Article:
Banks real estate agent files for Oregon House seat

Darcey Edwards hopes to replace Rep. Brian Stout, R-Columbia City, who’s calling it quits after one term

By: - February 9, 2024 5:26 pm

The Oregon State Capitol in Salem. (Amanda Loman/Oregon Capital Chronicle)

A Republican state representative who has been barred from serving on committees because of a restraining order against him won’t seek a second term and endorsed a candidate to replace him. 

Rep. Brian Stout, R-Columbia City, announced his decision to retire at the end of his first term in a post on his Facebook page on Thursday, a few days after the Legislature began its 35-day short session. The next day, Banks real estate agent Darcey Edwards announced that she’ll run for the seat with Stout’s endorsement. 

Darcey Edwards is running for the state House. (Edwards campaign)

Edwards told the Capital Chronicle she’s running because she’s been looking for a way to serve the state. 

“I’m at a point in my life where I feel like I have something I can bring to the table to help my district,” she said.

She was considering jumping into politics when she learned that the seat would be open, and she said voters want someone who can serve in the full capacity after years of diminished representation in Salem. 

The interests of the rural 31st House district, which runs north from Gaston to the banks of the Columbia River across from Longview, Washington, have not been priorities in Salem in recent years because Stout and its prior representative, former Democratic Rep. Brad Witt, were both barred from participating in legislative committees because of sexual improprieties. 

House Speaker Dan Rayfield, D-Corvallis, removed Stout from committees before his term began because Stout was subject to a five-year restraining order from a former campaign volunteer who alleged that he had sexually assaulted her and threatened her life. Rayfield called for Stout to resign last spring after a judge upheld the restraining order. 

Stout was silent for months about his election plans and released a short statement this week. 

“It is with much thought, prayer and very careful consideration that my wife and I have made the decision to not file and run for re-election this coming year as your state representative,” he said. 

Along with Stout’s endorsement, Edwards announced that she’s entering the race with endorsements from Sen. Suzanne Weber, R-Tillamook, former Republican state Sen. Bruce Starr and Oregon Right to Life PAC, the state’s leading anti-abortion political group. Starr, who served in the Legislature from 1999 to 2015, is running again this year to replace Sen. Brian Boquist, R-Dallas, who is barred from reelection because he participated in last year’s six-week walkout.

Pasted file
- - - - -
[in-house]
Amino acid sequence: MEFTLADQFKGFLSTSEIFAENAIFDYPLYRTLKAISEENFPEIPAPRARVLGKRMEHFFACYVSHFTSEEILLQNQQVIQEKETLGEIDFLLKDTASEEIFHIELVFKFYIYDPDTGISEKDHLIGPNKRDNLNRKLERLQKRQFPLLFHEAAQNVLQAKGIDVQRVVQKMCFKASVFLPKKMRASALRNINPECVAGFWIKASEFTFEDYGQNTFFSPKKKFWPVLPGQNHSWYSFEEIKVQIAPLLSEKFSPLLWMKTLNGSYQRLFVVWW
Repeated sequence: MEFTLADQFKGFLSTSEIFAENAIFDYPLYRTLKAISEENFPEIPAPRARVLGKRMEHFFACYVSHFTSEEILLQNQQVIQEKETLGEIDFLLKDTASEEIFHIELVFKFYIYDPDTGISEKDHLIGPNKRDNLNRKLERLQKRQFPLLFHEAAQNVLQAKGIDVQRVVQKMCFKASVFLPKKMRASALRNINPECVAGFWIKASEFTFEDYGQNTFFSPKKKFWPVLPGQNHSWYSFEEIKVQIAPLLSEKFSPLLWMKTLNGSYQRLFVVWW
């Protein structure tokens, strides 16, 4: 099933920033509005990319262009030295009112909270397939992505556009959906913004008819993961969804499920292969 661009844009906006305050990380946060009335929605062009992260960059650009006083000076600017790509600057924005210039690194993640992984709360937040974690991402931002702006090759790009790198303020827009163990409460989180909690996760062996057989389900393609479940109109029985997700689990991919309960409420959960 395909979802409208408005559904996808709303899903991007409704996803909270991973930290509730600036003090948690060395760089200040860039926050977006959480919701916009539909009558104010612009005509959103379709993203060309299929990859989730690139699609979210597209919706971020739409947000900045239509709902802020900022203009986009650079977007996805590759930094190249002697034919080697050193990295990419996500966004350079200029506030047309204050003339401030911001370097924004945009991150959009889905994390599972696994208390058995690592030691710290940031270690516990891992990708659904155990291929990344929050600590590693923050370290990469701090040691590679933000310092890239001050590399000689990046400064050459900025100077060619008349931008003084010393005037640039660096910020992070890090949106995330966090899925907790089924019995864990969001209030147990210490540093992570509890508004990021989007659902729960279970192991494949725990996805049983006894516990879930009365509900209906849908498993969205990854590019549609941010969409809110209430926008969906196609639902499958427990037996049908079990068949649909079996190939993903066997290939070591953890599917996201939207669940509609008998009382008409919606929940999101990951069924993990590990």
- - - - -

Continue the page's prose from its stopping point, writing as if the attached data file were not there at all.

Edwards will face Drew Layda, who ran against Stout in 2022, in the May Republican primary. Layda has become a thorn in the side of some area Republicans for pushing for more information about an annual Columbia County Republican Party fundraiser where guests bid on expensive, hard-to-find bourbon.

Those fundraisers are included in a broad criminal investigation of Oregon Liquor and Cannabis Commission managers who diverted rare liquors for their own use, the Oregonian/OregonLive reported. Layda’s skepticism led the Columbia County Republican Party to ban him from all its events and meetings last fall, and he filed a lawsuit against the party over it. 

Layda told the Capital Chronicle that he doesn’t know Edwards but that he welcomed the competitive primary. He was also seeking the Right to Life PAC’s support and didn’t know it went with another candidate. 

“It’s more healthy when you have people actually participating, more than one or two candidates involved in the process because it’s an indicator more people are paying attention and that’s the end goal,” he said. 

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Julia Shumway
Julia Shumway

Julia Shumway has reported on government and politics in Iowa and Nebraska, spent time at the Bend Bulletin and most recently was a legislative reporter for the Arizona Capitol Times in Phoenix. An award-winning journalist, Julia most recently reported on the tangled efforts to audit the presidential results in Arizona.

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